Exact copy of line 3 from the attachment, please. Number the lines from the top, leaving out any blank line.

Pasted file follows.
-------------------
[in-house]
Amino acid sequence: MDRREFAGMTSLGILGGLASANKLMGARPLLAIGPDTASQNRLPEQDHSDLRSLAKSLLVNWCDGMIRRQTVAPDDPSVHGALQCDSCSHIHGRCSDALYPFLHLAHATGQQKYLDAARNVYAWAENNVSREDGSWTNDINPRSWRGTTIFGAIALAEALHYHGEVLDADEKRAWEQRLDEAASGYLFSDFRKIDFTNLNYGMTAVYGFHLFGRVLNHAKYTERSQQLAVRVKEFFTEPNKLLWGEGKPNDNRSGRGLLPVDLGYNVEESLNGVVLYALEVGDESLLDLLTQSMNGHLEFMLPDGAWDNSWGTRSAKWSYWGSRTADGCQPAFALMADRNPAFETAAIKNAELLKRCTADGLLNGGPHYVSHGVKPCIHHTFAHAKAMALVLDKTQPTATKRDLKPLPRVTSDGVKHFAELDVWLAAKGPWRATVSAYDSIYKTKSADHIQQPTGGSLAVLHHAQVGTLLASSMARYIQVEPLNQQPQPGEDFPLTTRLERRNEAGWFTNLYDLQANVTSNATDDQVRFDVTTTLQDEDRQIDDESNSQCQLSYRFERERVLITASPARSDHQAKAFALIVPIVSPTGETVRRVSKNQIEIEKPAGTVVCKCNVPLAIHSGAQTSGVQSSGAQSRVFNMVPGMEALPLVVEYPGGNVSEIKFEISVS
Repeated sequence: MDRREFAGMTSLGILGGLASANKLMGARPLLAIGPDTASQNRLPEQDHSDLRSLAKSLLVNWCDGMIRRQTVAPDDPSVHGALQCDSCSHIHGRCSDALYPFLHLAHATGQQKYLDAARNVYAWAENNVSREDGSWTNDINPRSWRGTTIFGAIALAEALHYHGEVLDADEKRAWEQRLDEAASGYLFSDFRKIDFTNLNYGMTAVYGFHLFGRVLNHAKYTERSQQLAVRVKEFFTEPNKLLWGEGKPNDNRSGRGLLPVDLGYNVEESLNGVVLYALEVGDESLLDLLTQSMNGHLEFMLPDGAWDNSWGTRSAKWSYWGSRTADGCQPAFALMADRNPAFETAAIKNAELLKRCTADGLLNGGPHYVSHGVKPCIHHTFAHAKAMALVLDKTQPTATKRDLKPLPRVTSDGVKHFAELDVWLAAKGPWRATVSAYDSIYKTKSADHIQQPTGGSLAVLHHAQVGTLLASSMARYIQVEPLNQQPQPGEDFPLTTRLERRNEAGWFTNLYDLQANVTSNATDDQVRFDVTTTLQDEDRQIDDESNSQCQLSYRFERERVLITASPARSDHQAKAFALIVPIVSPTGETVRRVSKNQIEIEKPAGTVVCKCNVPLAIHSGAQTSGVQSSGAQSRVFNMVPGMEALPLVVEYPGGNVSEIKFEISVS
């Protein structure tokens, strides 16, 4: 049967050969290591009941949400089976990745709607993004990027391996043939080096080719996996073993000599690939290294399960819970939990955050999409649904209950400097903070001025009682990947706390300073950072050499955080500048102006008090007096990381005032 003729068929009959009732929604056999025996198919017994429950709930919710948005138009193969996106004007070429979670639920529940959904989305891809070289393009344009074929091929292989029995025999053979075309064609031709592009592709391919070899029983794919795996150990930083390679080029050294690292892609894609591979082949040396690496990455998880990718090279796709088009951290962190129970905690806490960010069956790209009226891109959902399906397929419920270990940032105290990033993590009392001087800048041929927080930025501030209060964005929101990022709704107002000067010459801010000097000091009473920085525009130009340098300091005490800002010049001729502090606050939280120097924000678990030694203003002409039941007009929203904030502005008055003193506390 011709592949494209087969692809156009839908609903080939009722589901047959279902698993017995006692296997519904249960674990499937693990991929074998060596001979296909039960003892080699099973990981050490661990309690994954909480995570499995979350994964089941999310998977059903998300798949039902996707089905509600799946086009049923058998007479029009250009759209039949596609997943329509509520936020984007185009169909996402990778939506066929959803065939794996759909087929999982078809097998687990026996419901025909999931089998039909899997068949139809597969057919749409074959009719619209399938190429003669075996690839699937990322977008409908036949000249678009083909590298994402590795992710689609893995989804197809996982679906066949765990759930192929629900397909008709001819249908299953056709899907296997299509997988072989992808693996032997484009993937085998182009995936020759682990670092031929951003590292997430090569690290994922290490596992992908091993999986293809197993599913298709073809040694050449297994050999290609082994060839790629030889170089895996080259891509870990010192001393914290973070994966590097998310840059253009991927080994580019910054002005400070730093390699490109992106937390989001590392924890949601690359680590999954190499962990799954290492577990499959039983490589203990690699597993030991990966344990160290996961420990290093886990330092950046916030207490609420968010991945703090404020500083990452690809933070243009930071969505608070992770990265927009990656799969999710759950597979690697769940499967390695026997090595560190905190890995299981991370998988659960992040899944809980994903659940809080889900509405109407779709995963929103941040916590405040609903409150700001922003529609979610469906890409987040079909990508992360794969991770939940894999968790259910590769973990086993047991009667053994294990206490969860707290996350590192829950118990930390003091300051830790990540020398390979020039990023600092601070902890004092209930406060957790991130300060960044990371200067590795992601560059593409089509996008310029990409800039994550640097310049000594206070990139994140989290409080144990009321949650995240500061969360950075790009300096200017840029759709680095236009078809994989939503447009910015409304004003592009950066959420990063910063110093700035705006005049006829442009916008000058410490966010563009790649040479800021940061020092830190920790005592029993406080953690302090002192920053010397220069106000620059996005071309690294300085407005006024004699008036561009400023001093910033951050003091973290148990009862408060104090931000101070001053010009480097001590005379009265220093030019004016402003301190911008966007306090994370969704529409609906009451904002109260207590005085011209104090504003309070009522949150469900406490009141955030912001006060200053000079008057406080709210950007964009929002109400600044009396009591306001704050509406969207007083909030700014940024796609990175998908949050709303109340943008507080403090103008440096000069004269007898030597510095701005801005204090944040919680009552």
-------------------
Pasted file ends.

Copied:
Repeated sequence: MDRREFAGMTSLGILGGLASANKLMGARPLLAIGPDTASQNRLPEQDHSDLRSLAKSLLVNWCDGMIRRQTVAPDDPSVHGALQCDSCSHIHGRCSDALYPFLHLAHATGQQKYLDAARNVYAWAENNVSREDGSWTNDINPRSWRGTTIFGAIALAEALHYHGEVLDADEKRAWEQRLDEAASGYLFSDFRKIDFTNLNYGMTAVYGFHLFGRVLNHAKYTERSQQLAVRVKEFFTEPNKLLWGEGKPNDNRSGRGLLPVDLGYNVEESLNGVVLYALEVGDESLLDLLTQSMNGHLEFMLPDGAWDNSWGTRSAKWSYWGSRTADGCQPAFALMADRNPAFETAAIKNAELLKRCTADGLLNGGPHYVSHGVKPCIHHTFAHAKAMALVLDKTQPTATKRDLKPLPRVTSDGVKHFAELDVWLAAKGPWRATVSAYDSIYKTKSADHIQQPTGGSLAVLHHAQVGTLLASSMARYIQVEPLNQQPQPGEDFPLTTRLERRNEAGWFTNLYDLQANVTSNATDDQVRFDVTTTLQDEDRQIDDESNSQCQLSYRFERERVLITASPARSDHQAKAFALIVPIVSPTGETVRRVSKNQIEIEKPAGTVVCKCNVPLAIHSGAQTSGVQSSGAQSRVFNMVPGMEALPLVVEYPGGNVSEIKFEISVS